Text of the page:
OIL & GAS: In a secretly recorded video, an Exxon Mobil lobbyist discussed the company’s work with “shadow groups” to discredit climate science, and how its strategy of publicly supporting a carbon tax is a “great talking point” in part because it has little chance of passing. Exxon denied he represented its positions. (New York Times)

• The U.S. House oversight committee chair says the Exxon video adds fuel to his promised climate disinformation hearing with oil and gas executives. (E&E News)
• The Biden administration’s support for a Maine city’s effort to block Canadian oil shipments is boosting confidence among supporters of an effort to shut down the Line 5 pipeline. (E&E News, subscription) 

POLITICS: White House Climate Adviser Gina McCarthy says a clean electricity standard and clean energy tax credits are “non negotiable” pieces of a reconciliation infrastructure bill. (The Hill)

CLIMATE: At least 63 people died from heat-related causes in Oregon during the recent heat wave. (Oregonian)

About half of the U.S. is at elevated risk for power shortages this summer as power use climbs to combat heat waves, the Energy Information Administration says. (EIA)
Maine Gov. Janet Mills signs a bill to connect northern Maine’s grid to the rest of New England, a move expected to boost the local economy through renewable energy exports. (Bangor Daily News)
New York City officials ask residents to conserve energy amid a Northeast heat wave that has caused thousands to lose power, though New Jersey’s largest utility doesn’t expect widespread brownouts. (CBS New York, NJ.com)

COAL: The Tennessee Valley Authority launches a multi-year process to retire a Tennessee coal plant that spilled more than billion gallons of coal ash in 2008. (Chattanooga Times Free Press)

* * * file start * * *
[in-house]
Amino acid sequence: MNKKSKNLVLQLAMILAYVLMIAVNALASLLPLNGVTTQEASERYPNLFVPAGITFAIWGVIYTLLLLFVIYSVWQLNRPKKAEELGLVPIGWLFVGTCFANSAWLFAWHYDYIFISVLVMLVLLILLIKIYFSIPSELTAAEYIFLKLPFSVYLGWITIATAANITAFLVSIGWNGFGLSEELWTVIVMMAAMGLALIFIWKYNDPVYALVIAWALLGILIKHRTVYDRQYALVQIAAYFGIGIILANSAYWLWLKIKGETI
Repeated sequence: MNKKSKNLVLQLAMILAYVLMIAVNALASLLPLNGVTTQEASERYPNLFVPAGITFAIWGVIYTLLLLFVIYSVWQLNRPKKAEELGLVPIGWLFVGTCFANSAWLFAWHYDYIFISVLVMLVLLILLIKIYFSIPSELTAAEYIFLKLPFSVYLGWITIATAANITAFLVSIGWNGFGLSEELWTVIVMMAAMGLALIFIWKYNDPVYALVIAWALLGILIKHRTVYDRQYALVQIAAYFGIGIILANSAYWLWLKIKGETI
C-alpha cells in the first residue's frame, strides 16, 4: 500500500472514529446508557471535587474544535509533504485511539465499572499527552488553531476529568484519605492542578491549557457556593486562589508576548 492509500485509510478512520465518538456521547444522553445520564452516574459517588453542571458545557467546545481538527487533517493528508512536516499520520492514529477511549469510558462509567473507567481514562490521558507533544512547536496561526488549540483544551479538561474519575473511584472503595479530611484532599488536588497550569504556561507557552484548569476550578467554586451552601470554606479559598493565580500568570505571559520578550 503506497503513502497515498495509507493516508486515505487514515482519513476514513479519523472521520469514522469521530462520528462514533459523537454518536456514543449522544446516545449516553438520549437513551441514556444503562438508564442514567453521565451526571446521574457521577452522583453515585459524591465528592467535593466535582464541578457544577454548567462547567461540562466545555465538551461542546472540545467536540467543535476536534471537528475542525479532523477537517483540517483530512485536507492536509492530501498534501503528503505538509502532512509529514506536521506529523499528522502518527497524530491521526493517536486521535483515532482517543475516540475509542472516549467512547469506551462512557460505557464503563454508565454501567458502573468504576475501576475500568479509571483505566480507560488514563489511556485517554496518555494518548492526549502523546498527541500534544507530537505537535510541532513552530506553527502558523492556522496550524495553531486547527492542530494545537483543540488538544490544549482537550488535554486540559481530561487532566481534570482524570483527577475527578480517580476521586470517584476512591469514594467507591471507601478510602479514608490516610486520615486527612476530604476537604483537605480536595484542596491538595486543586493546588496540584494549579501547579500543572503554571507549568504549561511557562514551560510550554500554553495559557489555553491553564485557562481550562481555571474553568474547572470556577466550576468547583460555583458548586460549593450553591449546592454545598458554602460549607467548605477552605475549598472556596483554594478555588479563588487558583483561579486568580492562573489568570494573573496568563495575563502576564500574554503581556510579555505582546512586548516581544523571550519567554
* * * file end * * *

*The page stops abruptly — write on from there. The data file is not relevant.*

Researchers in the U.S. and Britain develop techniques to recycle parts of electric vehicle batteries as cobalt, lithium, and nickel demand rises. (Reuters)
A U.S. Senator announces legislation to use highway rights of way for solar energy generation, electric vehicle charging stations and transmission. (WRBL)
An Ohio car-sharing program provides access to electric vehicles for people who likely wouldn’t otherwise have a chance to drive them. (Energy News Network)

UTILITIES: Maine’s legislature ekes out enough support to pass its investor-owned utility takeover bill, but it may not secure enough votes to bypass a likely veto from the governor. (Portland Press Herald)

• A Minnesota budget bill includes $21 million for a fund that could spur as many as 350 solar projects at K-12 schools and community colleges. (Energy News Network)
• As part of their second offshore wind solicitation, New Jersey regulators choose the 1.148 GW offshore Ocean Wind 2 project. (news release)

EMISSIONS: President Biden signs a resolution overturning a Trump administration rule limiting regulation of the oil and gas industry’s methane emissions. (The Hill)

CARBON CAPTURE: The federal government could boost the carbon capture industry by streamlining permitting rules and using its buying power to support carbon utilization, a White House report details. (Bloomberg Law)

HYDROGEN: Dozens of energy companies are exploring how hydrogen might make use of existing natural gas infrastructure. (Reuters)

COMMENTARY: Carbon capture technology is equivalent to trying to bail out an overflowing bathtub instead of turning off the faucet by stopping the burning of fossil fuels, writes an energy activist. (Houston Chronicle)

Kathryn brings her extensive editorial background to the Energy News Network team, where she oversees the early-morning production of ENN’s five email digest newsletters as well as distribution of ENN’s original journalism with other media outlets. From documenting chronic illness’ effect on college students to following the inner workings of Congress, Kathryn has built a broad experience in her more than five years working at major publications including The Week Magazine. Kathryn holds a Bachelor of Science in magazine journalism and information management and technology from Syracuse University.